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Seventh heaven for Jersey's Man in Black

Football | Published:

‘I’m clearly delighted but I find it remarkable that people still think I merit this award. There are lots more younger and better referees than me.’

Mark Le Cornu won the JFA Combination's Referee of the Year award for the seventh time last season Picture: DAVID FERGUSON

Mark Le Cornu is a man Jersey’s football fraternity is very familiar with. Besides being the JFA Combination’s registration secretary for as long as anyone can remember, he has been calling the shots as the man in the middle for nearly 30 years. And earlier this month, he was honoured to win the JFA Referee of the Season award for the seventh time.

If such an accolade suggests the high regard and respect Le Cornu has earned from his peers and the club managers who rate his performance each week, then he is quick to downplay it. Equally, he is proud to still be refereeing, and enjoy refereeing, at 64 years old – ‘fitter now than I was when I finished playing at 35’. With a shortage of referees available in the Island, he’s still needed, too. Thankfully, then, he has no plans to hang up his boots just yet.

Le Cornu regards his own approach to refereeing as ‘firm but fair, without fear or favour’.

‘I don’t referee to make friends,’ he said. ‘But equally I don’t go out there to make enemies. It’s not just about controlling the game, it’s about managing it. How you deal with two of the top five in the Premiership is different to how you deal with under-14s on a Sunday afternoon.

‘I’ve been involved in games that if I’d have been playing I would never have got close to,’ Le Cornu continues. ‘I’ve done nearly all the cup finals, Murattis, Uptons, the international under-21 tournaments that were held over here. I’ve been away to the UK for five or six of the early rounds of the FA Cup and FA Vase. I’ve had four Island Games, the two in Jersey, Isle of Man and Guernsey. So, OK, refereeing is not the same as playing, but it’s still a crucial part of the game.

‘In the most part I’ve loved every minute of it. I’ve refereed probably around 2,000 games and I can only think of about half-a-dozen times when I’ve got home on a Saturday and thought “that wasn’t fun today”.’

Refereeing has always, generally, been a thankless task and it has tested the tolerance of many who have tried it. It’s certainly not a job for the thin-skinned, but those who do make a fist of it, like Le Cornu, tend to stick around. In the United Kingdom and elsewhere around the world it can be a tough lot for the man in black and Jersey has still had its share of issues, including reports of abuse, as well as the general shortfall of qualified or available referees.

Le Cornu added: ‘Yes, referees do get abused, but how much do referees [in Jersey] get genuinely abused?

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‘Most of the time, it’s what I call the low-level, minute-to-minute drip, drip, drip of “what about that ref? That’s our throw ref. You must have seen that ref”, which just goes over your head. Once I sent a guy off and he gave me a push with both hands and he got, I think, a 112 day suspension. But that’s the only time I have experienced anything like that. I had two or three occasions early on when someone was less than polite, shall we say, and again they were sent off and dealt with, but, certainly in my career these incidents were very few and far between.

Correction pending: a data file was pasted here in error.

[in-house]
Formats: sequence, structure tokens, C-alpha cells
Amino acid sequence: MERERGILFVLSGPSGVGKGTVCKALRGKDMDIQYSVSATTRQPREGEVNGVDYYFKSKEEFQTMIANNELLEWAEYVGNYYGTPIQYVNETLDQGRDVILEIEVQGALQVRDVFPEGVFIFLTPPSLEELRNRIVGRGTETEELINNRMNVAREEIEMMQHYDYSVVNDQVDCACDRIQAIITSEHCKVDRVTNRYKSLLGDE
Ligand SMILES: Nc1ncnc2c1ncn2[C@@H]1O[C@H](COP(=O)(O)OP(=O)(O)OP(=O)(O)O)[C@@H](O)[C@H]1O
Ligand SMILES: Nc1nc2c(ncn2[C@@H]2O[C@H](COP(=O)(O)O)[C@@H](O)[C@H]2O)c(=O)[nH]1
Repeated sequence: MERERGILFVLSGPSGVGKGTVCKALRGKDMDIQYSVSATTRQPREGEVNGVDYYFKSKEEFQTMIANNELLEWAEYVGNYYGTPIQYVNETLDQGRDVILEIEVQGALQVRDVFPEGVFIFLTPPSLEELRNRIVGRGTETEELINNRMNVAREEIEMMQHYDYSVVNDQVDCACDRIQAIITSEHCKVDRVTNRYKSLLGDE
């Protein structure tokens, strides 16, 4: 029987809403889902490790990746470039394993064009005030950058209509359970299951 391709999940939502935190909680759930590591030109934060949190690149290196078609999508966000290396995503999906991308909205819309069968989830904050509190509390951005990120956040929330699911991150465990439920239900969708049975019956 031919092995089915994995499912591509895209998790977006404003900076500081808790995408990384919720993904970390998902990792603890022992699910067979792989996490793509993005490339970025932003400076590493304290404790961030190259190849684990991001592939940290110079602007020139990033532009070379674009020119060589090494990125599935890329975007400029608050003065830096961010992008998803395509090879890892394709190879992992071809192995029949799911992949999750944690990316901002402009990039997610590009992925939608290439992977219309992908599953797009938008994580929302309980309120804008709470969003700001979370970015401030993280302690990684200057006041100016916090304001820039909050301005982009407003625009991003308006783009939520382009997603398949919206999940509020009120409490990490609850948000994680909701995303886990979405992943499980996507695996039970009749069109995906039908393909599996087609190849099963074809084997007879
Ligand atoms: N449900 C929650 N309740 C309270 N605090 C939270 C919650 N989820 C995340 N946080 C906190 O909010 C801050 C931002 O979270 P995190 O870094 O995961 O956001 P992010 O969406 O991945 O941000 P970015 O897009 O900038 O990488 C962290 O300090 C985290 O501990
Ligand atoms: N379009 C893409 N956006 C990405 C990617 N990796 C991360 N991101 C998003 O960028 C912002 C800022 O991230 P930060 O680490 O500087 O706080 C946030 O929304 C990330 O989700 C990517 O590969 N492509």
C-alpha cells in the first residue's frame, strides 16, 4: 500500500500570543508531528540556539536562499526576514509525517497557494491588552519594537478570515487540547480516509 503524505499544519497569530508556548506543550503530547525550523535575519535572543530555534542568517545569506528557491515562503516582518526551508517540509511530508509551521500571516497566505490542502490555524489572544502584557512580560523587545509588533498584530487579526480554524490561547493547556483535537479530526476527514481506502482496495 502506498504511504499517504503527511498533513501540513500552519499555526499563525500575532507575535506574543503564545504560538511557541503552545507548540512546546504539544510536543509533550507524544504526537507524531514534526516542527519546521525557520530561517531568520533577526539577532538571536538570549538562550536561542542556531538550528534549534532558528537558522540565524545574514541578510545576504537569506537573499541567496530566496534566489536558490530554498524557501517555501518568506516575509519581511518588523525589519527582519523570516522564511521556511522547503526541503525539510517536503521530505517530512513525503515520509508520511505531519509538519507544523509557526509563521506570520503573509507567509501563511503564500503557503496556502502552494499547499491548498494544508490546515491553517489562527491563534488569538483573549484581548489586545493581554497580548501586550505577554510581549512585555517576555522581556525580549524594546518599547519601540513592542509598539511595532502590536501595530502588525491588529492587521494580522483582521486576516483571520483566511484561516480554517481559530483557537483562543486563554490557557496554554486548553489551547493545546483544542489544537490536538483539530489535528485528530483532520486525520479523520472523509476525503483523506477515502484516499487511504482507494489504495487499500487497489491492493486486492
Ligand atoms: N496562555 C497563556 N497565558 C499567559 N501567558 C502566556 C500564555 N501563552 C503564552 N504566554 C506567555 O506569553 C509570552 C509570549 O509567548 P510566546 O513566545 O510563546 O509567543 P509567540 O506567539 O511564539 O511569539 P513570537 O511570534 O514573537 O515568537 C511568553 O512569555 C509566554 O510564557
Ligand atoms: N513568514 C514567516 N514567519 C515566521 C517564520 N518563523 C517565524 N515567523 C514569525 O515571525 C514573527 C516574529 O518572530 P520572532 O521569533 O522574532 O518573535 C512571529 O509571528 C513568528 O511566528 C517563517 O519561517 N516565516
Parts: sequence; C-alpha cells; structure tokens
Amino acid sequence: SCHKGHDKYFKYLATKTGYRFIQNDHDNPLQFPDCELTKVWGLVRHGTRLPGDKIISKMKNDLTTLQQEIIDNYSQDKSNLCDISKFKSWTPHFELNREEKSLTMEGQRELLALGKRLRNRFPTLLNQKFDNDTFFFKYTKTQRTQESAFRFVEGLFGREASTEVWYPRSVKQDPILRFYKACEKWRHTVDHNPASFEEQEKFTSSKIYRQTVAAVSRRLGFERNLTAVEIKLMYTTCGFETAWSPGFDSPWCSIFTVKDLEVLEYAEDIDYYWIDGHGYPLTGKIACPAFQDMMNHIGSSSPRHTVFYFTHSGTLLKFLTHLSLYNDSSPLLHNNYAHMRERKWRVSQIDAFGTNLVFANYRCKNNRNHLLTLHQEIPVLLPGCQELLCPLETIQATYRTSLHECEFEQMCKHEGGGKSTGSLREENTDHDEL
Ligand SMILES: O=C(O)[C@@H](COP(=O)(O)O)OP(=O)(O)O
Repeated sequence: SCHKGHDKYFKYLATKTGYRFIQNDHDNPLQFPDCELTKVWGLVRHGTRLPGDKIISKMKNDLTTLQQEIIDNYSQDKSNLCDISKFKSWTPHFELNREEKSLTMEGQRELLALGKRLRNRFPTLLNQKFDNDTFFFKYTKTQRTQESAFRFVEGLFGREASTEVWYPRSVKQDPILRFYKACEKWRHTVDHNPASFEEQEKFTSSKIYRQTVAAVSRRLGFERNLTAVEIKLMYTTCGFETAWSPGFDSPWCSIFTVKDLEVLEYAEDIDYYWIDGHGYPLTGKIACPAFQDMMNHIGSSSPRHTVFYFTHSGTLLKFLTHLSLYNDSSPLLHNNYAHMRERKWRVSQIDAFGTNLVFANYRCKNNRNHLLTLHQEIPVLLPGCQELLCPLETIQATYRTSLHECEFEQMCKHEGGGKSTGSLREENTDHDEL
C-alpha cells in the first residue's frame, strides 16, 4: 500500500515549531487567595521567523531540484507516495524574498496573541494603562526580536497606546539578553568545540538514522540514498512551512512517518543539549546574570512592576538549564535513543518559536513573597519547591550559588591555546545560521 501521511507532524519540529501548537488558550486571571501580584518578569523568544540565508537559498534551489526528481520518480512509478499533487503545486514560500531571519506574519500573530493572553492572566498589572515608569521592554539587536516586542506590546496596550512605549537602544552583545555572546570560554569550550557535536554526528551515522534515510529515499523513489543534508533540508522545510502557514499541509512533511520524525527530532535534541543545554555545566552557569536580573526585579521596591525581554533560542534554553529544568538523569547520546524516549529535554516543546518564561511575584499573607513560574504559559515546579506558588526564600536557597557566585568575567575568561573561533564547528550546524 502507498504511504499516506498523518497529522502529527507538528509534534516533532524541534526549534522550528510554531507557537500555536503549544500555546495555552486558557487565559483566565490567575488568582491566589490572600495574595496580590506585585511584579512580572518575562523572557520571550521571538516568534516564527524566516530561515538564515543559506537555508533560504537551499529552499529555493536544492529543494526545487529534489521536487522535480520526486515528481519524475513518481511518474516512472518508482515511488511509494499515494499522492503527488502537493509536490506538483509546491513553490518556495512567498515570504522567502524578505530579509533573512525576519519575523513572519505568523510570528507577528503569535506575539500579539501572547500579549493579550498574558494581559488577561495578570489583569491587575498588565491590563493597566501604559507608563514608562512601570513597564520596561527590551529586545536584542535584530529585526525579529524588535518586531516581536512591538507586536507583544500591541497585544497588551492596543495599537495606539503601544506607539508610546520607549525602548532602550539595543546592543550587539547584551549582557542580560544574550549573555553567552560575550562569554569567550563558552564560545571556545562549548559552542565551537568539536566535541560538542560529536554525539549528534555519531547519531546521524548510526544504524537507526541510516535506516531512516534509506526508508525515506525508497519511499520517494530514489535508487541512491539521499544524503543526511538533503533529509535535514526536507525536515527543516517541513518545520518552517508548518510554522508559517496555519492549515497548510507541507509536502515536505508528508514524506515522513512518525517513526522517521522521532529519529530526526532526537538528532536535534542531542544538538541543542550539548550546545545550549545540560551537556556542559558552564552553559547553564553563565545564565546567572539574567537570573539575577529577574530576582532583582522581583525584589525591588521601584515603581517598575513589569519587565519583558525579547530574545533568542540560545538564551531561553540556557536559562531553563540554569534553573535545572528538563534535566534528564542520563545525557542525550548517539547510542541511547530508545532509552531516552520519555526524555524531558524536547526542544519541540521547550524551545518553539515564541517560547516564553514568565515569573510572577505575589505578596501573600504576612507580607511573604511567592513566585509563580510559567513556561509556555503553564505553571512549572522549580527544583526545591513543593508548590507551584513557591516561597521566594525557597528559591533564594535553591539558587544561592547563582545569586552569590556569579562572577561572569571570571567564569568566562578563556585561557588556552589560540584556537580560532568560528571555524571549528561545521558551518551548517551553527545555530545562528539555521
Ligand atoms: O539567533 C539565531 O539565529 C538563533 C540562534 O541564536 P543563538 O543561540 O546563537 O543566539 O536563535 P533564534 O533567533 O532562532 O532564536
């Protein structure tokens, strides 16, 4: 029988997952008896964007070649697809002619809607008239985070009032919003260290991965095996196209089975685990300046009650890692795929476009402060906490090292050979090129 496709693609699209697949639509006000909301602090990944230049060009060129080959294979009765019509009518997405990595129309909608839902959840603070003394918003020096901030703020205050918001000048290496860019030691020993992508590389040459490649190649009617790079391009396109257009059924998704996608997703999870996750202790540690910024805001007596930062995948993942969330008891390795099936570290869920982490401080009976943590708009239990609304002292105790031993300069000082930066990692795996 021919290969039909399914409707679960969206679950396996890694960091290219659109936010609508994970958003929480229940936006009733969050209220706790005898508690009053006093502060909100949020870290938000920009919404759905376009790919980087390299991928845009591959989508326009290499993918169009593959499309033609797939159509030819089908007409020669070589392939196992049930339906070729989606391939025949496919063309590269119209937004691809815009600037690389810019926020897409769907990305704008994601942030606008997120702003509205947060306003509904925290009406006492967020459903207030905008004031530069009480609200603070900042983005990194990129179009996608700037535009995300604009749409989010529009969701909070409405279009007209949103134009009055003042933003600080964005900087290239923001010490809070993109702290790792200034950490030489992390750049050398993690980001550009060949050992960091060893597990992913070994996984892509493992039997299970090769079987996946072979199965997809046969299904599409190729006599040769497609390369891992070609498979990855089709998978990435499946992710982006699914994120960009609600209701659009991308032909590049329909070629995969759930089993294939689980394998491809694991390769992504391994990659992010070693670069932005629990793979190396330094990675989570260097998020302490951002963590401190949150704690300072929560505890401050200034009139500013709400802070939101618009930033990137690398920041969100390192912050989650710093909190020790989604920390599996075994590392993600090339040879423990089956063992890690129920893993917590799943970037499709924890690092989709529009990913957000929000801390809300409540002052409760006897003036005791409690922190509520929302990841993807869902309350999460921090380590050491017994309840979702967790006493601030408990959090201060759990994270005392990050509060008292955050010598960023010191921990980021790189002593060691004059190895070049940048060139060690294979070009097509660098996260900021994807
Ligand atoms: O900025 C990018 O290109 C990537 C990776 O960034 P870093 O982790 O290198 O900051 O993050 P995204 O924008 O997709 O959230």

‘What saddens me and angers me is that a number of people, players, managers and supporters, behave towards some of the younger referees in a way that try and manipulate and bully them, which they wouldn’t do to me or other experienced guys. They try it on with some of the youngsters and it’s so, so wrong because eventually they’re going to say “do you know what? I’m not sticking with this.”

‘There’s only so much we can push the young ones,’ Le Cornu continues. ‘When I started refereeing, guys got to their mid-thirties or so and thought “what can I do now? Oh, I think I’ll get into refereeing”, but you know as well as I do that there are eight over-35 teams in Jersey, so you’re looking at about 150 guys who could have been a referee. Maybe five of those could be referees, but they’re playing still.

‘Over the last eight to ten years we’ve probably picked up about three or four referees who had finished playing. Most of the [new] referees these days are just youngsters but there is only so far we can push them. They’ve got to stick with under-11s or under-12s and be mentored and supervised. We’ve got the likes of Harry Walker and Mikey Pih, both of whom are doing extremely well and it will be nice to think that in a year or two they will be doing Premiership football. [But] I would say we probably need another eight adult men, who can fairly quickly move into senior football.’

Which is all the more reason why the Jersey FA are appealing for more recruits and why the likes of Le Cornu are needed to stay in the game for as long as they are fit and healthy. Thankfully, he is more than willing.

‘I’ll know when,’ he says, when asked how long he can keep on going. ‘I think I’m in reasonable nick. I still train most days of the week. I still love it and I still want to do it.’

Paul Lees

By Paul Lees
Sports reporter

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